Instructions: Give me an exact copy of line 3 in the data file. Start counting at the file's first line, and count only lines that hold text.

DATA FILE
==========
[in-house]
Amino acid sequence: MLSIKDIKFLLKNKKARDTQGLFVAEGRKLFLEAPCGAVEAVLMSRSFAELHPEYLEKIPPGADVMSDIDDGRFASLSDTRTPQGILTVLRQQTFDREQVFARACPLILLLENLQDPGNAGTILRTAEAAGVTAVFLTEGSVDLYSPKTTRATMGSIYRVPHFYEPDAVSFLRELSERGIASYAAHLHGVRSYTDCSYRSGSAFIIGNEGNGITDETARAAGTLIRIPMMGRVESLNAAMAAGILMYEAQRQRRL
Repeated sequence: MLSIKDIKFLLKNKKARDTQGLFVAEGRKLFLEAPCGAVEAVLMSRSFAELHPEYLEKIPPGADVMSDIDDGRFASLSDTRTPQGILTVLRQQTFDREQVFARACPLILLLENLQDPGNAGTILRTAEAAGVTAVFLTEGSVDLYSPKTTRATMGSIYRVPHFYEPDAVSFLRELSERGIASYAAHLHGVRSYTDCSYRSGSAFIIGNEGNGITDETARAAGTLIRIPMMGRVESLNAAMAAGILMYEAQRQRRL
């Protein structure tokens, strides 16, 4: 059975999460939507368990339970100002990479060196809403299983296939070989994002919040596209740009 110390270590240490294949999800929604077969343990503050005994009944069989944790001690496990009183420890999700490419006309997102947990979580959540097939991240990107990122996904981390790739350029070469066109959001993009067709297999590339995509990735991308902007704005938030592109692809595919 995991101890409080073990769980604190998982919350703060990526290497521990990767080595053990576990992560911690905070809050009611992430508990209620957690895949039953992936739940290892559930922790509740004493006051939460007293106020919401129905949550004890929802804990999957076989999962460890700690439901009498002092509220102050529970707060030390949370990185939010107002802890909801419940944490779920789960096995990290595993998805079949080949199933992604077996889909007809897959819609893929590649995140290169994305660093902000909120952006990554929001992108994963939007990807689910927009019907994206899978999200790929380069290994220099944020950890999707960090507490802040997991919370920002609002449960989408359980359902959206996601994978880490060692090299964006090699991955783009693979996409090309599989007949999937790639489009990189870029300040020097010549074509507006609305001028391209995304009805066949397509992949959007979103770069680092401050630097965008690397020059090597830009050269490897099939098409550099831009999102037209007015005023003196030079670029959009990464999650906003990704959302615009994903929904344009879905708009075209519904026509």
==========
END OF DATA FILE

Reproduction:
Repeated sequence: MLSIKDIKFLLKNKKARDTQGLFVAEGRKLFLEAPCGAVEAVLMSRSFAELHPEYLEKIPPGADVMSDIDDGRFASLSDTRTPQGILTVLRQQTFDREQVFARACPLILLLENLQDPGNAGTILRTAEAAGVTAVFLTEGSVDLYSPKTTRATMGSIYRVPHFYEPDAVSFLRELSERGIASYAAHLHGVRSYTDCSYRSGSAFIIGNEGNGITDETARAAGTLIRIPMMGRVESLNAAMAAGILMYEAQRQRRL